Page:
As seen in the next two photos, the woods are lovely and the trail is in good repair.
Though there are waterfalls in the preserve, the preserve's name honors "Bud" Waterfall, a former president of the preserve district. Over 200 years ago, a trapper named DuPahze lived here and the county is named for him. Besides lush pine and oak forest, marsh and wetlands exist. Rocky bluffs are also present, an unusual sight for northeastern Illinois, and one such bluff is obvious from the trail and has a creek running through it 30 feet or more below the trail level.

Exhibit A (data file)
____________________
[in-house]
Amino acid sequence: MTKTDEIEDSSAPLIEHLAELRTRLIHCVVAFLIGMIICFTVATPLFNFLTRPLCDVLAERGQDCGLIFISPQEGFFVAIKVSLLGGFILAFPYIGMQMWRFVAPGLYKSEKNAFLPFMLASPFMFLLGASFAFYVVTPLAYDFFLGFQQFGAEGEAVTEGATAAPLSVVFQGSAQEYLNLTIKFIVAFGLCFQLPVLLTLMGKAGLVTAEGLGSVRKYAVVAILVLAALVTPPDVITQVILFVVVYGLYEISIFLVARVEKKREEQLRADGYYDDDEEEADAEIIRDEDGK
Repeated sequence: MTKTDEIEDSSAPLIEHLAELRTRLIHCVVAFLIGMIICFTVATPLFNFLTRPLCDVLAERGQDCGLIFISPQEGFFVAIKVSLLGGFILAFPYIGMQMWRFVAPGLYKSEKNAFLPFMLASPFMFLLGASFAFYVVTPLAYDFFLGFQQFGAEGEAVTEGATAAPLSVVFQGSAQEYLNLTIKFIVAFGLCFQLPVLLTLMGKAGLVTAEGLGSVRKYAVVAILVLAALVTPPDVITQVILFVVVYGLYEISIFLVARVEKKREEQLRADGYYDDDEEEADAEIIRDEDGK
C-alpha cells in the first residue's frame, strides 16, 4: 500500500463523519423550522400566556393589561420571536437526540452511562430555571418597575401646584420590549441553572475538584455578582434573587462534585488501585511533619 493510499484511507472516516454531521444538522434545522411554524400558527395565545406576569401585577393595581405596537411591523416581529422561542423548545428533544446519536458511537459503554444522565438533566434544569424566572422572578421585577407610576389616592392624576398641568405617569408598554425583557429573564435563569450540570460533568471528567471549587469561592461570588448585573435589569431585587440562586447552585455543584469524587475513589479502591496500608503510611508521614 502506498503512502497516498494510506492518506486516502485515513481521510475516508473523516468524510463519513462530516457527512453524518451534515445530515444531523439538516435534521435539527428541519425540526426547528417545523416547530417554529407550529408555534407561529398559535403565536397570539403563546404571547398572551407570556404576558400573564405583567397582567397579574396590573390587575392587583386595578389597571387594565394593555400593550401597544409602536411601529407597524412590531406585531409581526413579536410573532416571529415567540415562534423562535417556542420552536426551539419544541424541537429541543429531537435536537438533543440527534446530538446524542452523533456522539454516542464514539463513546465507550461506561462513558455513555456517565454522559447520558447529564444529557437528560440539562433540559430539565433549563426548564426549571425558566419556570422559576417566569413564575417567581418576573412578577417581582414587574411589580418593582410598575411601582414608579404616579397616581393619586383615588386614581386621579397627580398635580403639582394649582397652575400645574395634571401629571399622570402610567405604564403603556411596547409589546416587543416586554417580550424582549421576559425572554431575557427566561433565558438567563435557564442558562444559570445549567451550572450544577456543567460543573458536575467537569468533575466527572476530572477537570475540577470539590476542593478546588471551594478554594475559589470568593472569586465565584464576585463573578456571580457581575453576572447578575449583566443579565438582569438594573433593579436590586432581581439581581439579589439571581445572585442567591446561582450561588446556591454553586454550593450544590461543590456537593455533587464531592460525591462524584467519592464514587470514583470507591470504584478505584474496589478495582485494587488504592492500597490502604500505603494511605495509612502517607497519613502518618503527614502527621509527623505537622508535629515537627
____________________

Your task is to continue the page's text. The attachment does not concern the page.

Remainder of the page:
A few lakes like this are obvious from the trail and add more scenic value to the trail. Elevation gains of over 30 feet, impressive by Illinois standards, make this trail "challenging" according to the forest preserve district and assure a good workout. I biked on a Sunday in June and found the trail crowded with bikers and hikers, including families with young children. The limestone trail is well maintained and I saw numerous road bikes on it, though mountain bikes and hybrids were the norm.